Critical purpose

Critical Purpose is a new term to define an approach that emphasises the key deliverables.  On every project there are a small number of critical questions that must be answered if success is to be achieved.  The goal is to isolate these critical success factors and to remove the uncertainties as soon as possible by producing some tangible output that can be dependably validated and indisputably verified. 

Critical Path technique identifies the longest path through a project which defines the shortest possible time to complete the project, according to the estimates of how long each activity will take and the interdependencies between activities.

Critical Chain methodology concentrates on rare resource, thus giving it more of a cost focus.  By planning around the key constraint and reallocating resources, pressure is reduced on bottlenecks.


Critical Purpose will make people think of agile development methods. However, the word agile can conjure up an image of agitation.  The risk is that it over-emphasises reactivity; people may think that if they conceal their intentions, they will be able to make things up as they go along.


Rapid prototyping, risk-based, test-driven, user-centred and team-based are all terms that are used for agile development and each of them emphasises one aspect, whilst in practice the use of one technique makes the others vital.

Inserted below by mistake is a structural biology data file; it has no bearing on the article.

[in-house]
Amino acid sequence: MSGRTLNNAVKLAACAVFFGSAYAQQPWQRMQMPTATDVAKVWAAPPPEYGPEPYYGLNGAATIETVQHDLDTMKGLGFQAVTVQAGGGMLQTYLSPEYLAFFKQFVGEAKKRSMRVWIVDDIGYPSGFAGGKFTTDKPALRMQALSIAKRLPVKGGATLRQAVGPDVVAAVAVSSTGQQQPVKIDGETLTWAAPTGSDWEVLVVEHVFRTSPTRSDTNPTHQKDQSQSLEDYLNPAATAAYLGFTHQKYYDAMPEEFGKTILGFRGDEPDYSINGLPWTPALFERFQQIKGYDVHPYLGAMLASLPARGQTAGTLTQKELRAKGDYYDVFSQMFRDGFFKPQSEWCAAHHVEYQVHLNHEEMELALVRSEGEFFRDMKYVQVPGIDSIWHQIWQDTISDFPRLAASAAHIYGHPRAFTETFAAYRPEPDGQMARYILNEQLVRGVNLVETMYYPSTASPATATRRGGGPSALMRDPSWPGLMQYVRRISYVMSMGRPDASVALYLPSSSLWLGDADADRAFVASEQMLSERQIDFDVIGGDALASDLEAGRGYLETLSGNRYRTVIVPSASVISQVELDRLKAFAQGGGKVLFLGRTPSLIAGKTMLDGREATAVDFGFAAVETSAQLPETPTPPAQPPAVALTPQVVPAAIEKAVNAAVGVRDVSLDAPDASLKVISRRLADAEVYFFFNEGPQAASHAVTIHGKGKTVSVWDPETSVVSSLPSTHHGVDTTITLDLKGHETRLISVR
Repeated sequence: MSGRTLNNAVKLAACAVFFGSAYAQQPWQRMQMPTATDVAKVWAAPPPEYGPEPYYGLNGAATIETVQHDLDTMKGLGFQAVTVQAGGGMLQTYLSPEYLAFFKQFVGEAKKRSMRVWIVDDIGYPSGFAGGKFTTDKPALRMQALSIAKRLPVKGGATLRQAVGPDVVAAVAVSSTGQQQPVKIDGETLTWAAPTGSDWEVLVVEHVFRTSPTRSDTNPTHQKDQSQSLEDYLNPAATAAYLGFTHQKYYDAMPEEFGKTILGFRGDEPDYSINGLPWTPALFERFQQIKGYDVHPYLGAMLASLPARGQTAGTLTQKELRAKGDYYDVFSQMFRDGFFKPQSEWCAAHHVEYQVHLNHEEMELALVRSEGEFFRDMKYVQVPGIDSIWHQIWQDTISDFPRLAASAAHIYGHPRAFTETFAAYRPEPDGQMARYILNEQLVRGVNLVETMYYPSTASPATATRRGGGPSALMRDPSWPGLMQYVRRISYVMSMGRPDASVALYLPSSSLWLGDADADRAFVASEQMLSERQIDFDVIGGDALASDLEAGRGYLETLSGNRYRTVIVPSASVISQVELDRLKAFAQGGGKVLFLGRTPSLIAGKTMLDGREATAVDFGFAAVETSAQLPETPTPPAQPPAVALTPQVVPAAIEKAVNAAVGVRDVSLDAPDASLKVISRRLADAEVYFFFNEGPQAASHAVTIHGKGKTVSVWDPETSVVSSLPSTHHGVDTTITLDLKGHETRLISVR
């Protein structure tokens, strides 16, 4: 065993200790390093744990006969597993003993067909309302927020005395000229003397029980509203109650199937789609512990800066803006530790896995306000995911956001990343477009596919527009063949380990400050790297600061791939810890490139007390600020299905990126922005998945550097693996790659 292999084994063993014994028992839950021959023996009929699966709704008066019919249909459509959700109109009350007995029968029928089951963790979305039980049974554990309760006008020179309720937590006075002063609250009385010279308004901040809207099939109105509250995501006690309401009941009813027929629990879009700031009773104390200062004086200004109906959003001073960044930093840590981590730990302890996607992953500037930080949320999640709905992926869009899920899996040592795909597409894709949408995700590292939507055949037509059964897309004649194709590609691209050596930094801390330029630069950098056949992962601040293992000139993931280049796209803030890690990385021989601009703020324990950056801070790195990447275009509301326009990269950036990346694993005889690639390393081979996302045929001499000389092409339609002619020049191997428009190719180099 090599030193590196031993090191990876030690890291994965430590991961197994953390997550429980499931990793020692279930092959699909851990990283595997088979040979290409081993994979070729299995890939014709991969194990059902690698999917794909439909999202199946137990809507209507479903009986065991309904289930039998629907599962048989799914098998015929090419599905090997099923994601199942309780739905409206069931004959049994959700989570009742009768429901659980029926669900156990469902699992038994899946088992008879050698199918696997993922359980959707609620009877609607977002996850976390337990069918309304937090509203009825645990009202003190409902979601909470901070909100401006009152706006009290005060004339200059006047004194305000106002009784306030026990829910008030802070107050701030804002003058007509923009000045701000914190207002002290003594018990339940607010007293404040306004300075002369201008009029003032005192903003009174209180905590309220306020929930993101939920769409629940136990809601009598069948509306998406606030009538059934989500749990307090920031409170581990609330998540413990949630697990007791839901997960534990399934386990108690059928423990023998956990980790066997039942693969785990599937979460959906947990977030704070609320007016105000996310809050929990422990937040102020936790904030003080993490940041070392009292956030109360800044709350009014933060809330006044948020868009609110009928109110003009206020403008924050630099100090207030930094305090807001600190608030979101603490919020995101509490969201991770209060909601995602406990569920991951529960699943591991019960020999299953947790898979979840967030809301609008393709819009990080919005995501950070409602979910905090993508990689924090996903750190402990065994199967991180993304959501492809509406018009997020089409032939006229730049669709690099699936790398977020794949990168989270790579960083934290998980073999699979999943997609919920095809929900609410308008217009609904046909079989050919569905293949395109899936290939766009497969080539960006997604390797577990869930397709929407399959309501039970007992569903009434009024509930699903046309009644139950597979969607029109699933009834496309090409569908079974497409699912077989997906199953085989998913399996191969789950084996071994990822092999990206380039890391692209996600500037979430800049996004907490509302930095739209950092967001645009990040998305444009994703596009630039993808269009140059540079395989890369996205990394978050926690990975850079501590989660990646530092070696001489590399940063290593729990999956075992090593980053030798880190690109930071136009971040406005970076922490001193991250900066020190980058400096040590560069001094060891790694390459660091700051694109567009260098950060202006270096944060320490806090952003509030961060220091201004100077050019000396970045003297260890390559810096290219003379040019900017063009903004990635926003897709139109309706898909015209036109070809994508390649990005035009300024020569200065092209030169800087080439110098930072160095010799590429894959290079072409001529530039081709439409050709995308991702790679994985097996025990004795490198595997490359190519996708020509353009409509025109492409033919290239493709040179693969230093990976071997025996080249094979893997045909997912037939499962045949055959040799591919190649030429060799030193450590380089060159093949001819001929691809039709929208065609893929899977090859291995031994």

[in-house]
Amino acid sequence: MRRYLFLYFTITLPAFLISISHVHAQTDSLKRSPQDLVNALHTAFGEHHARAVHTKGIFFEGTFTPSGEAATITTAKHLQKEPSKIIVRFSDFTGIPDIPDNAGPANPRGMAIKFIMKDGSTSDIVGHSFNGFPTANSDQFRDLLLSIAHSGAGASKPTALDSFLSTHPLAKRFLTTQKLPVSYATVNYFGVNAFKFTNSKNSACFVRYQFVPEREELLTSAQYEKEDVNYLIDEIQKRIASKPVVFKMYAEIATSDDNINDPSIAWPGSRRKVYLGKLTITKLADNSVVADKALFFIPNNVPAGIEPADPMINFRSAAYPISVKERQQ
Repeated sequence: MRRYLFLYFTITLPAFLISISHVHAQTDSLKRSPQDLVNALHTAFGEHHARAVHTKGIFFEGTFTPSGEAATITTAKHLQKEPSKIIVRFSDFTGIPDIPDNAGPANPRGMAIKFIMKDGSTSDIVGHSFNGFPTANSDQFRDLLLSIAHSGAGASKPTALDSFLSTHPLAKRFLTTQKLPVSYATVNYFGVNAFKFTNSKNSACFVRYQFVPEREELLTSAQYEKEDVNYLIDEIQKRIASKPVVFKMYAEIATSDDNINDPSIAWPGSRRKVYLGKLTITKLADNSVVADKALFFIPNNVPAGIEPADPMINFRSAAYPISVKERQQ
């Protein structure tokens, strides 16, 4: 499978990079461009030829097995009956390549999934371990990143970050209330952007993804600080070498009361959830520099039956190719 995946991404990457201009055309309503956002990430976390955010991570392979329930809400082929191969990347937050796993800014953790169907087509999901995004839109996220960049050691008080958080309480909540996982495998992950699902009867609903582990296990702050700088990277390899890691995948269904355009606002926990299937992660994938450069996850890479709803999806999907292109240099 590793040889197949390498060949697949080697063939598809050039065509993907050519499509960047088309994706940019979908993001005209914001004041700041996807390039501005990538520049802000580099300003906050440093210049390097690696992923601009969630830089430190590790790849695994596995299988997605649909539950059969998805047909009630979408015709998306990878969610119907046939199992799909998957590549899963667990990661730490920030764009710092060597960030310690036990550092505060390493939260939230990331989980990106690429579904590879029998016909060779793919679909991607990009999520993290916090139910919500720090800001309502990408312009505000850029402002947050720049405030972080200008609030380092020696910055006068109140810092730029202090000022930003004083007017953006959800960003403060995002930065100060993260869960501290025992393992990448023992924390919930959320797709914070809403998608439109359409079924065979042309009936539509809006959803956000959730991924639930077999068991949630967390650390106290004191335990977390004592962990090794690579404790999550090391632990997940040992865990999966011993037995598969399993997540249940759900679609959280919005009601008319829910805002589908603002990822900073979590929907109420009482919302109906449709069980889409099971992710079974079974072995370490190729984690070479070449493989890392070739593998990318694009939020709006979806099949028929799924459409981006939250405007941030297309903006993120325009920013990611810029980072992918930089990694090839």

If you develop the test plans at the beginning of the project, then you are going to need models and prototypes to test many of the assumptions.  If you build a plan around prototype reviews, then you will need workshops to facilitate the decision making process.  If you focus on risks, then you are going to need the presence of the team and subject matter experts.  If you prioritize the requirments then you need to involve users.  In fact, of course, you need all of these.  It is reassuring to think that if you do one of them, it pulls the others.


‘Critical purpose’ is a term that covers all of these approaches, at least as well as agile because it does not lead people to think that they can decide everything at the last minute, or on their own on their way to work, or without informing anyone of their reasoning. 

rss : Ian Stokes, Project Leader and Advisor

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